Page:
Cold's a comin
Winter weather creeps over the North

Cindy MacDougall
Northern News Services

NNSL (Oct 18/99) - It's coming. The official first day of winter is months away, but winter weather is creeping through the Northwest Territories, from Sachs Harbour to Fort Smith.

Jill Taylor, vice-principal of Mackenzie Mountain school in Norman Wells, said the playground is covered in light snow, and the students are loving it.

"The snowballs have just started," she said with a laugh. "It's still tough for sledding, but the kids can't wait until there's enough for skiing."

She said the school sent a note home reminding parents and students to bundle up.

"They're wearing their mitts, hats and boots," she said. "But it's still pretty nice up here."

Len Fehr, a climate specialist with Environment Canada, said while snowfall is unpredictable, the colder temperatures will soon march across the territory.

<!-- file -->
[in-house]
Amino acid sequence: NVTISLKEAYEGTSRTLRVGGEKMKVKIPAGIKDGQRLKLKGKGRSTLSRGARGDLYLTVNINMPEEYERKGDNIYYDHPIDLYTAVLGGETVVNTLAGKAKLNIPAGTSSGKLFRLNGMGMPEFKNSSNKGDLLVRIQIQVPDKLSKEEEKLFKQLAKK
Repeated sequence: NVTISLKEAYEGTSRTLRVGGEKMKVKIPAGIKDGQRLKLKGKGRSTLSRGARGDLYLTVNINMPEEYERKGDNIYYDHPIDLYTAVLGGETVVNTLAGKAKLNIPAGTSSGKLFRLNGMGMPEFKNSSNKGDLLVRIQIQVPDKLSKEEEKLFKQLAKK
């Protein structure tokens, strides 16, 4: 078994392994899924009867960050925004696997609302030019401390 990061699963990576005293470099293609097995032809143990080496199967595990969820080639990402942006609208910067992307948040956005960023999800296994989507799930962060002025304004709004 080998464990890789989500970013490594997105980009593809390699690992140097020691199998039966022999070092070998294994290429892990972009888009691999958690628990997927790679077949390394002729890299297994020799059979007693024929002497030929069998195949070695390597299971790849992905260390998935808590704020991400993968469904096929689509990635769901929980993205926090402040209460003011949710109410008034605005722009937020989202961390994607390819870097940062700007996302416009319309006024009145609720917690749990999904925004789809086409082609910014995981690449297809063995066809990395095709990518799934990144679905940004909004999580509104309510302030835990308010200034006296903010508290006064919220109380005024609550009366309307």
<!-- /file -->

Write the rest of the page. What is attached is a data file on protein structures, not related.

"The time when the overnight low tends to be -10 C is coming," he said. "For Yellowknife, that happens around Oct. 31. In Norman Wells, it's about the 23rd. And Inuvik? Well, we've hit it. It's the 13th."

The next big cold weather measuring stick is when daytime highs are around -10 C.

Inuvik will feel the chill at the end of October, while Yellowknife and Norman Wells tend to hit those temperatures during November.

Alex Kaglik, vice-chair of Inuvik's Hunters and Trappers committee, said it's staring to get cold.

"The cold doesn't hurt the trapping, though," he said.

"When the warm weather comes, trappers get busy, though," Kaglik said. "You tend to look after your traps when it isn't 40 below!"

Kaglik said winter snows are a big help on the trapline.

"Trappers can use light snow to cover their traps," he said. "So the more snow, the more likely you are to get more furs. Snow really helps the traps."

As for those travelling around NWT, it will be a while before the ice roads are made. But some ferries may stop crossing for the winter soon.

"It was feeling pretty soon after the cold snap last week," joked Les Shaw, director of marine services for the Department of Transportation.

"But it's really too early to tell."